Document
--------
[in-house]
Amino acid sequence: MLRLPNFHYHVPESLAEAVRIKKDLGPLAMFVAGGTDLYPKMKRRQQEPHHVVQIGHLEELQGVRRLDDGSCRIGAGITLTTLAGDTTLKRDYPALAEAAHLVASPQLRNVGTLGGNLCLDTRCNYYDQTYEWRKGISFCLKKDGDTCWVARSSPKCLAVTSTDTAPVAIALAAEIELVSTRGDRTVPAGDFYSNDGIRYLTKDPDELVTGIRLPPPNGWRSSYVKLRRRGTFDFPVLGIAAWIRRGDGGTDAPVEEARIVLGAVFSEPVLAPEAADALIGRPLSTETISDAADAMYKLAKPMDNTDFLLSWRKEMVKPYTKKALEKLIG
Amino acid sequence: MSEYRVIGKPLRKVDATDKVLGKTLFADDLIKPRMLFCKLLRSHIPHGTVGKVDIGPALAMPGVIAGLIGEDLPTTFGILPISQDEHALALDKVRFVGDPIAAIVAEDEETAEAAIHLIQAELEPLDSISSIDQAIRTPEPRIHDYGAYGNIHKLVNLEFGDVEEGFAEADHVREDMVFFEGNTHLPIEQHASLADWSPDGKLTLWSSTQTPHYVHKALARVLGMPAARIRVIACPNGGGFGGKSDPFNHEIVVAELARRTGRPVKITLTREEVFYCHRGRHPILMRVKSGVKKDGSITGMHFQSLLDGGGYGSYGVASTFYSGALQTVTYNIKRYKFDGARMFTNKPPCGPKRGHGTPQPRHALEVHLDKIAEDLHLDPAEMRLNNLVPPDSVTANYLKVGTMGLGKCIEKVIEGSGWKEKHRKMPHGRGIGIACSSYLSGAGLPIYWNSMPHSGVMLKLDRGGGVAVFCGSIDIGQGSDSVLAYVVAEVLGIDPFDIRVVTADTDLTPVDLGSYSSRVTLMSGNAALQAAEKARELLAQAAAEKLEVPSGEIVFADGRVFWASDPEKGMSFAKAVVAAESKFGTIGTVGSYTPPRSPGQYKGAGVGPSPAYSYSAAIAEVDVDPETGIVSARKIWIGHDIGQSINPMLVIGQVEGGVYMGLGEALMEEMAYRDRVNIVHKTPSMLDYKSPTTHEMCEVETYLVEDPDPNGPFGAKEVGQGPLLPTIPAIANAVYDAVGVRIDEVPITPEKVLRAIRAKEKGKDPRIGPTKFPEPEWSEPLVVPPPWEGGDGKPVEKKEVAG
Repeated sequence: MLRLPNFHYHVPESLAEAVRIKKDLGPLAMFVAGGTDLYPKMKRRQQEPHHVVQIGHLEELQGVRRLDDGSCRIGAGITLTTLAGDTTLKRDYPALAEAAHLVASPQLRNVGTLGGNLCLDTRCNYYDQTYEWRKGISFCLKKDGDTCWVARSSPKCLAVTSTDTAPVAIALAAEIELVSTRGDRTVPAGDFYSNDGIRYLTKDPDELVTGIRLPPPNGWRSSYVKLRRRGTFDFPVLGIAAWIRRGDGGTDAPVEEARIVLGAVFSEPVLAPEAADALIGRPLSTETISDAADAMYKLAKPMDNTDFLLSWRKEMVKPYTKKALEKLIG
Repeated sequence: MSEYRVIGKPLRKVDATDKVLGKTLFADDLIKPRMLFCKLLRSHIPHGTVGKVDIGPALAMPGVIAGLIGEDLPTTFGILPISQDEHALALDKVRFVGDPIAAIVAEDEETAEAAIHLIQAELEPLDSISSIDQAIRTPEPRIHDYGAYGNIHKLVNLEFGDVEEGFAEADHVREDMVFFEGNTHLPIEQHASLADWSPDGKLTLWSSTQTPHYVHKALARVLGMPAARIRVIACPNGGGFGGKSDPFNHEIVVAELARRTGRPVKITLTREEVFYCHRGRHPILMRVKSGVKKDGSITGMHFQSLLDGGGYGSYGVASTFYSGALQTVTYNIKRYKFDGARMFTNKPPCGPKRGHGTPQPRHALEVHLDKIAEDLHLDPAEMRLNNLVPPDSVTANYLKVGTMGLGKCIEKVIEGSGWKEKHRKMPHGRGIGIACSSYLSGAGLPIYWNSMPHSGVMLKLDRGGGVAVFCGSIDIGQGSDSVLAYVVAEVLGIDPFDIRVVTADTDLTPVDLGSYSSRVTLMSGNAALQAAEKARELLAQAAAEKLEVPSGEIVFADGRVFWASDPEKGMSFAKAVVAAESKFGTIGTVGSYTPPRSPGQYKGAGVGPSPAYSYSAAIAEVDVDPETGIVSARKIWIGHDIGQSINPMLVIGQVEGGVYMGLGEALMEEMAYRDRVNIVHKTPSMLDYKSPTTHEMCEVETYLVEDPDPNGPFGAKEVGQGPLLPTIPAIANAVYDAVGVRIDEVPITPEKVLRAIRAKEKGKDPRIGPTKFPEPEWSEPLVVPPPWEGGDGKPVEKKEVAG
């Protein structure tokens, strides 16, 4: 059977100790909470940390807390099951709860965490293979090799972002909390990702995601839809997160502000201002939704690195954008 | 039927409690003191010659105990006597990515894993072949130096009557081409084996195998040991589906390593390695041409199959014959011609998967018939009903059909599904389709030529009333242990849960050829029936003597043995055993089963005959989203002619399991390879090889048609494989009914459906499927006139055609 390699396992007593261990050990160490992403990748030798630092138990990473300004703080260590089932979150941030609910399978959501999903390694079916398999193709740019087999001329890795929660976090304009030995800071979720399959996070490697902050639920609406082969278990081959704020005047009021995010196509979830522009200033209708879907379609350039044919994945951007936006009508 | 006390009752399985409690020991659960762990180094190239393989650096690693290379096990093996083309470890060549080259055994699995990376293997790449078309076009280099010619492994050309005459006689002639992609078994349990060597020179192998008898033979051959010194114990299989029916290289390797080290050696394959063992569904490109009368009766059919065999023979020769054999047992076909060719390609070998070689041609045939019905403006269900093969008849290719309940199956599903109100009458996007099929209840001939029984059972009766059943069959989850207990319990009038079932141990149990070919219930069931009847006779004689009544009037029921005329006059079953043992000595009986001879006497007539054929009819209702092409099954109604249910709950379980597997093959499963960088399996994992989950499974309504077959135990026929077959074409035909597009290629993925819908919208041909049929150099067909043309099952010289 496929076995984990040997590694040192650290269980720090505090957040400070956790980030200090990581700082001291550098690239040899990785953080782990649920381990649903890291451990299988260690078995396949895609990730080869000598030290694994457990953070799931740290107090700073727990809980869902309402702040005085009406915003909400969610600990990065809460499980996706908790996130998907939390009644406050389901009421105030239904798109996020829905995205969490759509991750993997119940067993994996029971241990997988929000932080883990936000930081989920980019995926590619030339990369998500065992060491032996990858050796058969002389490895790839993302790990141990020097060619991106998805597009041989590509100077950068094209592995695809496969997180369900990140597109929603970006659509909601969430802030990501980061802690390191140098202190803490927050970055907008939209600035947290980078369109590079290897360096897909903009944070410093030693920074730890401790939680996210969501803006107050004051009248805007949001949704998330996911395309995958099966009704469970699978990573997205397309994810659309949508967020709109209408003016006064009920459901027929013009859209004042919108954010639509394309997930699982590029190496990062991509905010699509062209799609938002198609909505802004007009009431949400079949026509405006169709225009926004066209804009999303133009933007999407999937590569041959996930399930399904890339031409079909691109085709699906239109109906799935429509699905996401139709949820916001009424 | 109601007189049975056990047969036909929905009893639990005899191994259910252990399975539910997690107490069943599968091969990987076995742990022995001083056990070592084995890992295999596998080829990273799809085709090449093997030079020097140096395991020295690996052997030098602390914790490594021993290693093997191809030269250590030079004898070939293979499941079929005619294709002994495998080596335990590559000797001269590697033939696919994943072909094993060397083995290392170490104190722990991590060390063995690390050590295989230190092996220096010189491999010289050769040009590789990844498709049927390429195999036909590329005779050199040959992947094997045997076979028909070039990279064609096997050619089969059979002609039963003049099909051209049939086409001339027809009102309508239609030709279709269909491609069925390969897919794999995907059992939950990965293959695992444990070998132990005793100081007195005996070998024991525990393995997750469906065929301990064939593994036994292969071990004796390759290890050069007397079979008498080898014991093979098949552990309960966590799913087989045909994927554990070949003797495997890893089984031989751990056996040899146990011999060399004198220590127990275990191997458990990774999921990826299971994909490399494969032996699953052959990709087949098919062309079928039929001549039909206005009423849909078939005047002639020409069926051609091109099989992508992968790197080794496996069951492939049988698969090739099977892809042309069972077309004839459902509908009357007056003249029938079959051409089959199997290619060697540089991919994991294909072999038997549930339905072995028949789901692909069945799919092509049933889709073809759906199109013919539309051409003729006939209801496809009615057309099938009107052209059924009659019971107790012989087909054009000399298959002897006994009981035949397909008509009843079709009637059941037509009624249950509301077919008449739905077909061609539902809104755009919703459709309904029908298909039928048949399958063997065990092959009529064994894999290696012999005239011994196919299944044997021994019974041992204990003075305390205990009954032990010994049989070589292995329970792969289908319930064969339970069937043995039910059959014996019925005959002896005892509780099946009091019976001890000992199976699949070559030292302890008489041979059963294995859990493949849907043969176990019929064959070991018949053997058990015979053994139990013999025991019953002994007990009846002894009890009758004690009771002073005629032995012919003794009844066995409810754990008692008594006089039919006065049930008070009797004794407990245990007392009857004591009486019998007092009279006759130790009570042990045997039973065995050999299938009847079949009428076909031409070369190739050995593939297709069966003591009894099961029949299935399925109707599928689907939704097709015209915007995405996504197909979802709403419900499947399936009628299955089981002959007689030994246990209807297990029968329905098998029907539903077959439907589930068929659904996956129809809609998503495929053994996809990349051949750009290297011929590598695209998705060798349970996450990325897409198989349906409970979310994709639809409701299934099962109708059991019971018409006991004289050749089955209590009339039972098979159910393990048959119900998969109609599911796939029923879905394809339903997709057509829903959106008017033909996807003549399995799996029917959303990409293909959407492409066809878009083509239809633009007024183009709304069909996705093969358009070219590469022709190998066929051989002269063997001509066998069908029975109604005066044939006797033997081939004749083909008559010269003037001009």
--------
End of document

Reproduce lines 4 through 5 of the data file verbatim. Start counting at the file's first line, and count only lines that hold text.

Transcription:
Repeated sequence: MLRLPNFHYHVPESLAEAVRIKKDLGPLAMFVAGGTDLYPKMKRRQQEPHHVVQIGHLEELQGVRRLDDGSCRIGAGITLTTLAGDTTLKRDYPALAEAAHLVASPQLRNVGTLGGNLCLDTRCNYYDQTYEWRKGISFCLKKDGDTCWVARSSPKCLAVTSTDTAPVAIALAAEIELVSTRGDRTVPAGDFYSNDGIRYLTKDPDELVTGIRLPPPNGWRSSYVKLRRRGTFDFPVLGIAAWIRRGDGGTDAPVEEARIVLGAVFSEPVLAPEAADALIGRPLSTETISDAADAMYKLAKPMDNTDFLLSWRKEMVKPYTKKALEKLIG
Repeated sequence: MSEYRVIGKPLRKVDATDKVLGKTLFADDLIKPRMLFCKLLRSHIPHGTVGKVDIGPALAMPGVIAGLIGEDLPTTFGILPISQDEHALALDKVRFVGDPIAAIVAEDEETAEAAIHLIQAELEPLDSISSIDQAIRTPEPRIHDYGAYGNIHKLVNLEFGDVEEGFAEADHVREDMVFFEGNTHLPIEQHASLADWSPDGKLTLWSSTQTPHYVHKALARVLGMPAARIRVIACPNGGGFGGKSDPFNHEIVVAELARRTGRPVKITLTREEVFYCHRGRHPILMRVKSGVKKDGSITGMHFQSLLDGGGYGSYGVASTFYSGALQTVTYNIKRYKFDGARMFTNKPPCGPKRGHGTPQPRHALEVHLDKIAEDLHLDPAEMRLNNLVPPDSVTANYLKVGTMGLGKCIEKVIEGSGWKEKHRKMPHGRGIGIACSSYLSGAGLPIYWNSMPHSGVMLKLDRGGGVAVFCGSIDIGQGSDSVLAYVVAEVLGIDPFDIRVVTADTDLTPVDLGSYSSRVTLMSGNAALQAAEKARELLAQAAAEKLEVPSGEIVFADGRVFWASDPEKGMSFAKAVVAAESKFGTIGTVGSYTPPRSPGQYKGAGVGPSPAYSYSAAIAEVDVDPETGIVSARKIWIGHDIGQSINPMLVIGQVEGGVYMGLGEALMEEMAYRDRVNIVHKTPSMLDYKSPTTHEMCEVETYLVEDPDPNGPFGAKEVGQGPLLPTIPAIANAVYDAVGVRIDEVPITPEKVLRAIRAKEKGKDPRIGPTKFPEPEWSEPLVVPPPWEGGDGKPVEKKEVAG